Until the 1930s, a driver detained on suspicion of intoxication underwent police evaluation of his or her speech, eyes, gait, odor, color, and behavior to determine whether excessive amounts of alcohol had been consumed. Blood samples sometimes were drawn, but that was an intrusive process. Physicians searched for a quick, easy, accurate way to measure blood alcohol levels.
Dr. Rolla N. Harger, a chemistry professor at Indiana University School of Medicine, constructed a blood alcohol measuring device that used a breath sample blown into a balloon. In 1936, Harger received a patent for the device, which he named the Drunkometer. In 1939, Indiana passed the first state law defining intoxication in terms of blood alcohol percentage. Indiana State Police routinely used the Drunkometer, and other states soon adopted it.
Public concern about driving while intoxicated took many forms. Roadside signs advertising Burma-Shave often dealt with social issues, including the burdens that intoxicated drivers place on society. The rhymes, wry humor, and serial format attracted widespread attention. Some signs offered dark, humorous reminders to drive carefully or suffer the consequences.
The first "public service" Burma-Shave rhymes appeared in 1935. "We'd grown to be a part of the roadside," company president Leonard Odell explained, "and had a duty to do what we could about the mounting accident rate."
Founded in 1980 by Candace Lightner, the mother of a 13-year-old drunk-driving victim in California, Mothers Against Drunk Drivers (later renamed Mothers Against Drunk Driving) successfully lobbied for a Presidential Commission on Drunk and Drugged Driving (1982), the National Minimum Drinking Age Act (1984), and a 2000 law that lowered the threshhold of intoxication to .08% blood alcohol content. The combination of MADD campaigns, drunk driving laws, police enforcement, and public information campaigns resulted in a significant decrease in alcohol-related traffic accidents and fatalities.
MADD began Project Red Ribbon in 1986 to raise public awareness of the dangers of driving while intoxicated. Tying a MADD red ribbon onto a car door handle, outside mirror, or antenna became a symbol of citizen demand for safe driving free of impairment from alcohol. The campaign's title later was changed to "Tie One On for Safety," a defiant twist on the colloquial phrase "tie one on," meaning the act of having a drink. Local MADD chapters distributed red ribbons during holiday seasons and at other times to promote their cause.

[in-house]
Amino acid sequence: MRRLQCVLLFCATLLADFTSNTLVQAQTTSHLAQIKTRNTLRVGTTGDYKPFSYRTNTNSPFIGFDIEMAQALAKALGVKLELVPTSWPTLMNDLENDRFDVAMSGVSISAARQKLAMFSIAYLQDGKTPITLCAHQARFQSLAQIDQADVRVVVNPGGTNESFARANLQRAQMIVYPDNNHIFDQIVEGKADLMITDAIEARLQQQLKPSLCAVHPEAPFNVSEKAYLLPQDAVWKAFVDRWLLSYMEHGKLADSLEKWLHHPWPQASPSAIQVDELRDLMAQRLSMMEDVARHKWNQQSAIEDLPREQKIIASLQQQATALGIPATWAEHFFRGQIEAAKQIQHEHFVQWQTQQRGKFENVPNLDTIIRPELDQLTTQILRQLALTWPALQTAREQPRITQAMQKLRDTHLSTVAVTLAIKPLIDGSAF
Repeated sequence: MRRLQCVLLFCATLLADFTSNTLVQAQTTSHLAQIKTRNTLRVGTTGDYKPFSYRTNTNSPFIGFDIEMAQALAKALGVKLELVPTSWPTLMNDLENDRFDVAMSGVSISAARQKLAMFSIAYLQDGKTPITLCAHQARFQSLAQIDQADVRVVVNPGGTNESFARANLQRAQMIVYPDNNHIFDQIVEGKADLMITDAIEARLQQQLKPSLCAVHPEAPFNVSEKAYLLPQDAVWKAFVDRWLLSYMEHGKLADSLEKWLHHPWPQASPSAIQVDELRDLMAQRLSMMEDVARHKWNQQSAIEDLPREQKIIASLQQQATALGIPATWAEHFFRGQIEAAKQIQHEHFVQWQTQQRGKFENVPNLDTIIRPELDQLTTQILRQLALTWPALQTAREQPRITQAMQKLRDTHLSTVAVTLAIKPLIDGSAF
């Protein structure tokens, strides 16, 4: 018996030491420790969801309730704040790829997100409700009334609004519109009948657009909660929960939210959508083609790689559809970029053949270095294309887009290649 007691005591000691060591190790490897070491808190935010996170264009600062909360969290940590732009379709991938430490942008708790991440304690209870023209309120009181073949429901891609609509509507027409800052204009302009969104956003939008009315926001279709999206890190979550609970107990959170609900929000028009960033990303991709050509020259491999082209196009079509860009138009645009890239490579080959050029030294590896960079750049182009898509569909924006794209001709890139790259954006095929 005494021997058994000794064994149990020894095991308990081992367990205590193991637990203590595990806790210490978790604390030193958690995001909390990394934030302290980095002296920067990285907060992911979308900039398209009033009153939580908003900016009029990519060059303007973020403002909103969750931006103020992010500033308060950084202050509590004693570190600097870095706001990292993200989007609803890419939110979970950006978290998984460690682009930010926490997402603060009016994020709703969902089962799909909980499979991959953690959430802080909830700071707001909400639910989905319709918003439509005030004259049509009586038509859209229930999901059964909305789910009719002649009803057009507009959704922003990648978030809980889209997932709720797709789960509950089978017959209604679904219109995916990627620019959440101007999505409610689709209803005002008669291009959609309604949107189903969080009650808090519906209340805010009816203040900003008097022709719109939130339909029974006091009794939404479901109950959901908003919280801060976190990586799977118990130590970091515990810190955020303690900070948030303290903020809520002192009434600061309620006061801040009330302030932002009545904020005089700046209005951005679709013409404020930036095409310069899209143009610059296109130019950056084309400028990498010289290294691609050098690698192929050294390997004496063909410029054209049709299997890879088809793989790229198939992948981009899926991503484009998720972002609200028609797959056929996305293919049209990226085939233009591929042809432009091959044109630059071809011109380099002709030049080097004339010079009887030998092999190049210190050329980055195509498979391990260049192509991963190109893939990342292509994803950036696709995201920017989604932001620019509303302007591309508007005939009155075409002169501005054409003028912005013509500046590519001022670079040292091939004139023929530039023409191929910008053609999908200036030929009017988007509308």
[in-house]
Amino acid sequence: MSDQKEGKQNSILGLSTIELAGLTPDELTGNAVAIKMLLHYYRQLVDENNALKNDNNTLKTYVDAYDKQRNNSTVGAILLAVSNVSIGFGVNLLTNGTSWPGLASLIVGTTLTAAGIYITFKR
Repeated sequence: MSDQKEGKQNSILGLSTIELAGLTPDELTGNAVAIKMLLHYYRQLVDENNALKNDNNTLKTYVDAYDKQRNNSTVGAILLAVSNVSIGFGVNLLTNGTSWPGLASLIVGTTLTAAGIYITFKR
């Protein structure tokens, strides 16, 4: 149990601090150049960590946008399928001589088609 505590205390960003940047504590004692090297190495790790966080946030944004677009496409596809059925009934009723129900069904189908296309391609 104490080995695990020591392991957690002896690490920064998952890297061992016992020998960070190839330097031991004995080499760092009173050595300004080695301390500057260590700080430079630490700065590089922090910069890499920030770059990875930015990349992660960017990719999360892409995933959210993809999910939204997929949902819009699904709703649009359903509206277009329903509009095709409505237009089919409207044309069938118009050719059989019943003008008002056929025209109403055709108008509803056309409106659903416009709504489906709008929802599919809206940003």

MADD also started local chapters, supported legislation at the state level, helped to establish the constitutionality of sobriety checkpoints, and supported the use of ignition interlock breath analyzers.
In the late 1980s, some courts began ordering persons convicted of drunk driving to use an ignition interlock breath analyzer, a device that prevented a car from starting unless the driver passed a breath alcohol test. A green light on the device indicated that blood alcohol content was below the legal limit, and the car would start. A yellow light indicated that the driver was approaching the legal limit. A red light indicated that the driver was intoxicated, and the car would not start.
Guardian Interlock pioneered the production of breath alcohol ignition interlock devices and facilitated the integration of the devices with judicial systems. In the 1980s and 1990s, a growing number of state legislatures and state motor vehicle departments approved the device for widespread use. Over a 20-year period, Guardian Interlock refined its models from pass/fail operation to downloaded printouts to specification of blood alcohol content by percentage. Ignition interlock devices have been proven effective at reducing repeat offenses and saving lives.